3. In the reservation form merge the device and port fields into a single local-id or STP field. Defining a more intuitive name is recommended.

    4. An additional possibility for this proposal is to provide a custom parser configuration for the domain, to allow.

  • 3.b) STP representation temporary fix (priority: high) (complexity: medium)

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    Since 3) is considered too complex, a temporary fix will be to develope a feature to disable the device parsing on a domain (as in OpenNSA domains) and use the local-id part of the URN as port and use the network for device.

  • 4) User management (priority: medium) (complexity: medium/high)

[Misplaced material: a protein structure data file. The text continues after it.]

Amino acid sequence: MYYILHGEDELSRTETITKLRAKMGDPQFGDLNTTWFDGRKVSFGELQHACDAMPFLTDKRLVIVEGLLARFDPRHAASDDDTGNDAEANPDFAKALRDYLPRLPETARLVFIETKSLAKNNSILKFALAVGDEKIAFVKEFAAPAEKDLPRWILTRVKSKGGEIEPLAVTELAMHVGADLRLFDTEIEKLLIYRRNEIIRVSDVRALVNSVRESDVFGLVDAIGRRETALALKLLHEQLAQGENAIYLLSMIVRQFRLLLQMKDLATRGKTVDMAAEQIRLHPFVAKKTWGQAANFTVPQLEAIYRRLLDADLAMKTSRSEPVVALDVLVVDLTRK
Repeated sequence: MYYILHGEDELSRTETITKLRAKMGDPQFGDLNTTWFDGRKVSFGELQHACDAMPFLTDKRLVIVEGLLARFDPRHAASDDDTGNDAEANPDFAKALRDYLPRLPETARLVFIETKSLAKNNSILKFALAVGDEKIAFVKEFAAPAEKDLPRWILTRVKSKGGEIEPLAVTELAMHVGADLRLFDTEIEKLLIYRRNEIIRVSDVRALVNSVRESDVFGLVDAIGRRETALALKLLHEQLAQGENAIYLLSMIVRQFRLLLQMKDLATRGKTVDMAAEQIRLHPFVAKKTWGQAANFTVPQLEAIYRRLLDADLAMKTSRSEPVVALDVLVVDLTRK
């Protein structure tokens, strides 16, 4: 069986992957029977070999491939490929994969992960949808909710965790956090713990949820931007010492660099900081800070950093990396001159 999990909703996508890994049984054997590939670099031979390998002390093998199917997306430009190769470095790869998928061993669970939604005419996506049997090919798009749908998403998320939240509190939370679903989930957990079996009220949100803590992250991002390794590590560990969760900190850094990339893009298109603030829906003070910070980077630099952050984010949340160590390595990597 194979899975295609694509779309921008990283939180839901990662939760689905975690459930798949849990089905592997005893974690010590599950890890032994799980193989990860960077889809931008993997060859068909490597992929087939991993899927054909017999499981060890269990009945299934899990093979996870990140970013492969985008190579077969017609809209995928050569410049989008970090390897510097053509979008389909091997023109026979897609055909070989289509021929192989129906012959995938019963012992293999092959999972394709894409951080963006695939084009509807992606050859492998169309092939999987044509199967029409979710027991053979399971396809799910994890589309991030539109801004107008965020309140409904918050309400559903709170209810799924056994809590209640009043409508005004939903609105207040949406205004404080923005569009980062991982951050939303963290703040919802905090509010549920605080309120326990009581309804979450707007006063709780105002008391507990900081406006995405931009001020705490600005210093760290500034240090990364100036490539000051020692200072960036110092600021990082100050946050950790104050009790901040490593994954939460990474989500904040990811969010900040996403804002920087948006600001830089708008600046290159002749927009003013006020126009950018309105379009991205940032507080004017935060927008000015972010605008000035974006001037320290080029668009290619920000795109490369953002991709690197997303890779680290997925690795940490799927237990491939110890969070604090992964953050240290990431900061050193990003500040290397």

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    Better  user management scalability, through the ability of a domain administrator to add new users to that given domain, or to add/remove permission to it's domain to existing users. Suggestions?

  • 5) NSI Authentication and Authorization compliance (priority: high) (complexity: medium)

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    SURFnet implements authentication using Oauth2, but meican currently doesn't provide a way to input the authentication token. The Autentication and Authorizatoin in NSI procotol is documentated in the following file: draft-gwdi-trompert-nsi_aa-public-comment-v7.pdf